• Their spouse would kill them if they didn’t take it for financial reasons or otherwise!
  • Then there’s the few who genuinely have a passion/ career goal for leading a team


Our business culture assumes that management roles are a promotion when in fact they’re really just a different role that will suit and appeal to a certain type of person with a specific skill-set and the right motivation. What results is a mass clamber to get to the top whether it’s right for the individual concerned or not. Often that leads to poor performance, increased stress, reduced job satisfaction and burn-out from those who get the ‘promotion’; never mind the impact on the team!

New boss Office Vibe

(Source: Officevibe)

So what can we do to avoid this situation?

Stop hiring managers just because of their ability to do the job they will now manage others to do and start hiring people with passion, motivation and ideas for getting the best out of a team

Yes knowledge is important, but the moment a manager becomes a manager they begin a process of getting further away from their previous role; and that’s natural because they’re not doing it every day! They don’t always have to have the answer when there’s a problem, what they need is to know where to get the answer or who can help. A leader will have key roles for everyone in the team, utilising their strengths and identifying subject matter experts so they know who they can turn to when they need. Their job now is to nurture and develop, support and encourage their team to be all they can be – not do it for them.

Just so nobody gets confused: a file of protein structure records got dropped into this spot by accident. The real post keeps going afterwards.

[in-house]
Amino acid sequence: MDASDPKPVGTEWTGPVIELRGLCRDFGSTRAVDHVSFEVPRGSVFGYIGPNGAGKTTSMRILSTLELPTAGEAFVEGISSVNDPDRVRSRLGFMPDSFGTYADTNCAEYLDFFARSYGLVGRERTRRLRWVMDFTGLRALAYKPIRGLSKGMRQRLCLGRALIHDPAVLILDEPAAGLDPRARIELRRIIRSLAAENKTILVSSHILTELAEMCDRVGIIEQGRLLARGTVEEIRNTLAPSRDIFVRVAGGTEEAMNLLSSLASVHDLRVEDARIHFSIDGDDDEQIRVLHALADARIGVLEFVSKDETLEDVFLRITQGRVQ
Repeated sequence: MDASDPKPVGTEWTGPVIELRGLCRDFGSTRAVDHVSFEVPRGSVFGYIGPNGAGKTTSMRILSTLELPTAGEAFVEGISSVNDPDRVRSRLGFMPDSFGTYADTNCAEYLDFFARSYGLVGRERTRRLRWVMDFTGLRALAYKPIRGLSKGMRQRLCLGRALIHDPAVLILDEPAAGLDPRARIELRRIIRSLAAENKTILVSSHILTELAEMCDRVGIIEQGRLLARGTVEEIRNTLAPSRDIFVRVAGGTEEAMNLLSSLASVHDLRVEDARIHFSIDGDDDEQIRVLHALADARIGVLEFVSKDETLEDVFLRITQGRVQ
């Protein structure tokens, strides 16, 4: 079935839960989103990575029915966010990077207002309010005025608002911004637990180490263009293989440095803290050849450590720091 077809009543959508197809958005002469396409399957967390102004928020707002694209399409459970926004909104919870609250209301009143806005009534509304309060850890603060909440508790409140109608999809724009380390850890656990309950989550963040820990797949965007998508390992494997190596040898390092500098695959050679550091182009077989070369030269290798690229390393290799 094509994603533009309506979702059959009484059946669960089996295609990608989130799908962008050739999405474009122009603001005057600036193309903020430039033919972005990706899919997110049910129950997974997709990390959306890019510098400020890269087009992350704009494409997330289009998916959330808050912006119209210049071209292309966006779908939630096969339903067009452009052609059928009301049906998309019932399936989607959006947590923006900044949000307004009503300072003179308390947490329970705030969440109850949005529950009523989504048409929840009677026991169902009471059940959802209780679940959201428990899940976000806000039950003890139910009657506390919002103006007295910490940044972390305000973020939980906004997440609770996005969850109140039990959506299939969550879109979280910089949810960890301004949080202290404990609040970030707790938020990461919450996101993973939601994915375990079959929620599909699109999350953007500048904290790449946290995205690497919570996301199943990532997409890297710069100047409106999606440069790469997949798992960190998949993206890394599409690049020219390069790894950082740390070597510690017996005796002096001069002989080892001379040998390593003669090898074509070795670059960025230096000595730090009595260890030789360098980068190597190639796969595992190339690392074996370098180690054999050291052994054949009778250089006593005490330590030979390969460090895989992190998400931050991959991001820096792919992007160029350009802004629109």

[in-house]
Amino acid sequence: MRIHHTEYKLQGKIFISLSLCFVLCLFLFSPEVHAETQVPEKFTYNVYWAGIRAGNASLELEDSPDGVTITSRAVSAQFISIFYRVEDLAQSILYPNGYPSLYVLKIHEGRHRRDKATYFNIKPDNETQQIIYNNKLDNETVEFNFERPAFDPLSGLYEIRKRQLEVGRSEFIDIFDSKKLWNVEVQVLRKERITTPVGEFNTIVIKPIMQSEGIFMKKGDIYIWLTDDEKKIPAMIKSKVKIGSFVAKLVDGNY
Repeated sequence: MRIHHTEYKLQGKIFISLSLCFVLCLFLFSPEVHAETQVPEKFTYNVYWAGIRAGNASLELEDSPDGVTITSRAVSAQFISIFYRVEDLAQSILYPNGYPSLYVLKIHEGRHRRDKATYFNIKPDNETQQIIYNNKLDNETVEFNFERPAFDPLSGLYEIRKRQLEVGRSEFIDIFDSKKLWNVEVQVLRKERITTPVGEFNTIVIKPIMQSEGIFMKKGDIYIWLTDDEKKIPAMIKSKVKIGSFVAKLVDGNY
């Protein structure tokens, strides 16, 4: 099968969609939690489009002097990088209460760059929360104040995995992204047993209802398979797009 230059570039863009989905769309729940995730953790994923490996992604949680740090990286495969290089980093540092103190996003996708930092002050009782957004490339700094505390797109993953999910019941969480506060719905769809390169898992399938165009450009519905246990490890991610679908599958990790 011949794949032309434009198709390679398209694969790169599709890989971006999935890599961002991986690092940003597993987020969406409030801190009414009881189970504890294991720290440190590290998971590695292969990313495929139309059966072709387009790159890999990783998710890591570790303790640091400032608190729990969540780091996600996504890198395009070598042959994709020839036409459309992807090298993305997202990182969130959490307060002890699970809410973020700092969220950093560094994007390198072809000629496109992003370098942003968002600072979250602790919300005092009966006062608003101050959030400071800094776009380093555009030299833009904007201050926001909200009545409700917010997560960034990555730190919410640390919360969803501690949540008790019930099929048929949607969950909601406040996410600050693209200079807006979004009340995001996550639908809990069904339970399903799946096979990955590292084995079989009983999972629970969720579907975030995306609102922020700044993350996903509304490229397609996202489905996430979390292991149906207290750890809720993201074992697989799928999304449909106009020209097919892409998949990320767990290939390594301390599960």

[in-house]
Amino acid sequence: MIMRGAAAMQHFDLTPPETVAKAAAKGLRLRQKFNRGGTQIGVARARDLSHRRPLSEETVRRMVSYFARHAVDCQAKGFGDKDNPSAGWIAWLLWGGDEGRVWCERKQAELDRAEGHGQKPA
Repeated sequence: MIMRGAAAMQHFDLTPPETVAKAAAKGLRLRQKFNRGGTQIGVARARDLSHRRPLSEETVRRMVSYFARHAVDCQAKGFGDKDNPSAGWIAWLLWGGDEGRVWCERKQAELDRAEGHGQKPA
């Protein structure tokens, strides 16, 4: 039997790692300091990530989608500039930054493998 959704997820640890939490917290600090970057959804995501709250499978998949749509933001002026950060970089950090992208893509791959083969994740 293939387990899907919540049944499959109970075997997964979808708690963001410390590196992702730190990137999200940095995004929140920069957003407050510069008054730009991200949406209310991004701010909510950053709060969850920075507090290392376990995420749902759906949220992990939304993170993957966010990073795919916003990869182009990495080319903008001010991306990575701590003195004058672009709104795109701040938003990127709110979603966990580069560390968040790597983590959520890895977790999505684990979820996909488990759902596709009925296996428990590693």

Unfortunately often new managers are so task focused that we lose the impact they could and should be making on their team. There’s two common reasons for that:


  • They can’t let go, taking it upon themselves to fix every problem thus denying their team members the opportunity to learn and grow.


  • The business missuses them to its own detriment, focusing their remit on things like managing operational processes and workflows as opposed to setting objectives, having regular one to ones, coaching and supporting people.


So how can we avoid this?

  1. Hire people for these roles who have passion for working with and developing others, ideas for how to lead and get the best from a team, a Vision for what they want their team to be and the skills to help them fulfil it
  2. Ensure their remit allows them to make that happen and doesn’t bog them down in other things!


And what can we do about those already in the roles? Train them, coach them, support them and give them the same focus you expect them to give to their team. If they haven’t experienced it, they’re less likely to ensure anyone else does!


Vibrant Talent Development work with organisations to help create great places to work. We do that through tailored, engaging, outcomes driven learning interventions that make a difference.

Check out our website www.vibranttalent.eu for more information or drop us an e-mail info@vibranttalent.eu